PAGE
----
A qualified Roth 401(k) contribution program is an arrangement authorized by IRC Section 402A that allows a 401(k) participant to elect to have all, or a portion, of his annual elective plan deferrals treated as Roth contributions.
Under the Economic Growth and Tax Relief Reconciliation Act of 2001 (EGTRRA), Roth 401(k) arrangements were available for 2006-2010 only – a very short lifespan.
However, the Pension Protection Act of 2006 gives these arrangements new life because it makes IRC Section 402A permanent after 2010, thus nullifying the sunset provision of EGTRRA.
There are several important advantages of Roth 401(k)s for wealthier clients. First, all participants are permitted to make a Roth 401(k) contribution. In contrast, an individual who files jointly and has modified adjusted gross income in excess of the $166,000 phaseout limit for 2007 cannot contribute to a Roth IRA.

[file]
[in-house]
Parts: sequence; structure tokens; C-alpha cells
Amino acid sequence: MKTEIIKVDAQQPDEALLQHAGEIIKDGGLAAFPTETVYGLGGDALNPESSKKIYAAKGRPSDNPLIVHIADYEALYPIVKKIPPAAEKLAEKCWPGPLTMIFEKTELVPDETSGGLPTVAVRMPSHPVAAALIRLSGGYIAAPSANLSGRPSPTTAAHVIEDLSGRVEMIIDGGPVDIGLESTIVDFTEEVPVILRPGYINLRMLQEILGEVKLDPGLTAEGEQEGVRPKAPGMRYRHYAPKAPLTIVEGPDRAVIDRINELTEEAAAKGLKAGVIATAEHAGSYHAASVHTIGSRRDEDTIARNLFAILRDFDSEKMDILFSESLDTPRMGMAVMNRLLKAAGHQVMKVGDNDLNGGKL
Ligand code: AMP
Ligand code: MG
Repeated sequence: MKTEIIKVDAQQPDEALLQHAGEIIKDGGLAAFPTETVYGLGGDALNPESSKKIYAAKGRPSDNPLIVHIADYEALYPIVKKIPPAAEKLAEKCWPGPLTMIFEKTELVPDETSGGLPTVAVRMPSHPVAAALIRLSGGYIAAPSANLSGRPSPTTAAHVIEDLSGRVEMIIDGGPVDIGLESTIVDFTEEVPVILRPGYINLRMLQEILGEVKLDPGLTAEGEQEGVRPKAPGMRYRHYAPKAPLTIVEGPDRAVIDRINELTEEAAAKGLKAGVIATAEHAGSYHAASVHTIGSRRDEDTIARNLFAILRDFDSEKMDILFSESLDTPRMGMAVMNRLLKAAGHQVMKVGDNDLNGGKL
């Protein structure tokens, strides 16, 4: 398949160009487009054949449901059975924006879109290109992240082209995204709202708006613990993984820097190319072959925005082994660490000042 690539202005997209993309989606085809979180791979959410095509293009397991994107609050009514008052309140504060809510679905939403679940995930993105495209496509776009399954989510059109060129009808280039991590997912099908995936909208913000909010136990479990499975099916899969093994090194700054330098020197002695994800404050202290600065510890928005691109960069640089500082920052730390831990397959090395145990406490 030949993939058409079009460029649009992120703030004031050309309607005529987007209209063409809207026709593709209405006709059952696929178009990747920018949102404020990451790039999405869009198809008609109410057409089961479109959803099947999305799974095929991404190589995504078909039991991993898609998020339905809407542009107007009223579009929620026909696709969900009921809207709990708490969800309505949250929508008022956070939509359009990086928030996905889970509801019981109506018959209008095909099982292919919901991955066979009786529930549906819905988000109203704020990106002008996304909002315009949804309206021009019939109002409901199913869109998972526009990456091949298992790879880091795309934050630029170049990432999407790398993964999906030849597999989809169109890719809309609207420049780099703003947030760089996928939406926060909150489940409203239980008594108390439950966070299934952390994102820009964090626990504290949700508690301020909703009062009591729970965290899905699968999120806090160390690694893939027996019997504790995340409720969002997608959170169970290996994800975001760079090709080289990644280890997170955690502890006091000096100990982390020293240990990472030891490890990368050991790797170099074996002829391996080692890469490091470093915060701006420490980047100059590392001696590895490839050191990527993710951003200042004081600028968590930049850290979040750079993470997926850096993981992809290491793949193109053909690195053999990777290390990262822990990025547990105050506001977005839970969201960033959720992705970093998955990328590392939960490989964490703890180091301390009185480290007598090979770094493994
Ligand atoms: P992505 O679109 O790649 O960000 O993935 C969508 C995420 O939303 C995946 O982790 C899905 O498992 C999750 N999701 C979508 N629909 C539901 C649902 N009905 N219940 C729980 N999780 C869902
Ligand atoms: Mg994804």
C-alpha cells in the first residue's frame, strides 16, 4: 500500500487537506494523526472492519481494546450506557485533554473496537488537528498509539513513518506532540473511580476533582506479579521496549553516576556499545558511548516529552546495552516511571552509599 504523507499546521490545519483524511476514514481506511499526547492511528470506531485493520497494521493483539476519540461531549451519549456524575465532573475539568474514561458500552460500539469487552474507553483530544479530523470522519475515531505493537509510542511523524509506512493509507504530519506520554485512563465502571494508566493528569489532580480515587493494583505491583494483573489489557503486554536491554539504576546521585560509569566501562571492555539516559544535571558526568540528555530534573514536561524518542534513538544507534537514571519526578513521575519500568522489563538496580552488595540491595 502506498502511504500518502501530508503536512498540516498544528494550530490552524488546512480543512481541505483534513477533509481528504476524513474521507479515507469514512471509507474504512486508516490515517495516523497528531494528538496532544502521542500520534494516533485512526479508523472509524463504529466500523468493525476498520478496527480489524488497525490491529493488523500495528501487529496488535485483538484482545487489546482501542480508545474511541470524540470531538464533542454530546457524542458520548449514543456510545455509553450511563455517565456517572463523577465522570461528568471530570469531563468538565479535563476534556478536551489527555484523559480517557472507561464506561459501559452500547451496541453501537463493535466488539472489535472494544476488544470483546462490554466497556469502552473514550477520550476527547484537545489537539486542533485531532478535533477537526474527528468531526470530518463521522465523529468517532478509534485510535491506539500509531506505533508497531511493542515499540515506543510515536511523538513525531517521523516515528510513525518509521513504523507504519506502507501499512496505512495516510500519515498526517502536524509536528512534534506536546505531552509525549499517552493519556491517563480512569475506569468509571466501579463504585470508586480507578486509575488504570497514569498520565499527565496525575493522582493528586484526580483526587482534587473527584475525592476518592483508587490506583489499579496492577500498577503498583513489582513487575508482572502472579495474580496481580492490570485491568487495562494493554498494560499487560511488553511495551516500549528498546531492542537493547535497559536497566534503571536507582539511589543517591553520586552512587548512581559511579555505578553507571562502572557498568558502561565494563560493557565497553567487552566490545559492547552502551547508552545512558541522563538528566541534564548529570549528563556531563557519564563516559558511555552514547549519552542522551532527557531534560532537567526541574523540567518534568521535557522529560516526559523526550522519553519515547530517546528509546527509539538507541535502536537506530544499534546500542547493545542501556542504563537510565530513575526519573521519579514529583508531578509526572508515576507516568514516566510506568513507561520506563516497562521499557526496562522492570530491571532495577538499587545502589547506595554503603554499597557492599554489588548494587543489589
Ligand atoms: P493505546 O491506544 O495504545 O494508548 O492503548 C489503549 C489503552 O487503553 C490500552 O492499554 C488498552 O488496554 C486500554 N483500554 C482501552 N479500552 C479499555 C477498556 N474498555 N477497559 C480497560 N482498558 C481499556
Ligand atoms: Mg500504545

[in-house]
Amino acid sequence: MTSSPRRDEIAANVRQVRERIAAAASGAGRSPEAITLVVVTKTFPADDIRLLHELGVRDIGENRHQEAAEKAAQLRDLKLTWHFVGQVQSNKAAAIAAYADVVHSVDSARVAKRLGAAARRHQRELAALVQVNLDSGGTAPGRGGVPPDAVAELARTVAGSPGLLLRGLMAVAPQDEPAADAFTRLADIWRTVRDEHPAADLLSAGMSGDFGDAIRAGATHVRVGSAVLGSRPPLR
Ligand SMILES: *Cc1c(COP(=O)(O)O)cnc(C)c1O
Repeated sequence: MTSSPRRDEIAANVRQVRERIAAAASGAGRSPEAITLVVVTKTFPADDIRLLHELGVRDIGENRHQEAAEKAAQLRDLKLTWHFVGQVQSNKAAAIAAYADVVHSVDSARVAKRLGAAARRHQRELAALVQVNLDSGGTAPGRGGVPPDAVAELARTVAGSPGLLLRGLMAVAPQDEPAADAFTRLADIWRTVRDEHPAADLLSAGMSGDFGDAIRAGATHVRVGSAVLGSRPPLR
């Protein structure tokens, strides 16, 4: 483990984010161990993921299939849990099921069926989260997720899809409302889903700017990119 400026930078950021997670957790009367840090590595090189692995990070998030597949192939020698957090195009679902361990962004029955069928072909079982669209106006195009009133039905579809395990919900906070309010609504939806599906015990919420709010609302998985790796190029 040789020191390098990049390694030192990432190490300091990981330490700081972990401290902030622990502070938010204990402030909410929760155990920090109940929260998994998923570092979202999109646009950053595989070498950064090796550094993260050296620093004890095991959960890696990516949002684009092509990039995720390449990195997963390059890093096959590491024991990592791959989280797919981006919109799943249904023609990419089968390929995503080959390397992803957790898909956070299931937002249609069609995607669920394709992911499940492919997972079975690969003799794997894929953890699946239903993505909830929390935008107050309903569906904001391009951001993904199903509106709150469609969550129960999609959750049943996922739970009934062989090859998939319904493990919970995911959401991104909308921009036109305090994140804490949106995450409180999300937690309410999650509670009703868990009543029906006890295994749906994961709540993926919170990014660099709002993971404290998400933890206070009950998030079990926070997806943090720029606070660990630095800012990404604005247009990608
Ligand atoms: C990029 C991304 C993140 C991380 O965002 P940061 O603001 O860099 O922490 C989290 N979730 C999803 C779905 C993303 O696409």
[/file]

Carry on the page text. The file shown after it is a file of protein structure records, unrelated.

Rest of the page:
Another advantage is that the limit on Roth 401(k) contributions ($15,500) by far exceeds the limit on Roth IRA contributions (up to $4,000 for 2007). Furthermore, the Roth 401(k) contribution limit for individuals age 50 or older is $20,500 for 2007.
Employer matching contributions may be made; however, they must be allocated to the participant’s 401(k) pretax account only and not to his or her Roth 401(k) account. A participant may roll over his or her distribution from a Roth 401(k) contribution account to another Roth 401(k) contribution account or to a Roth IRA.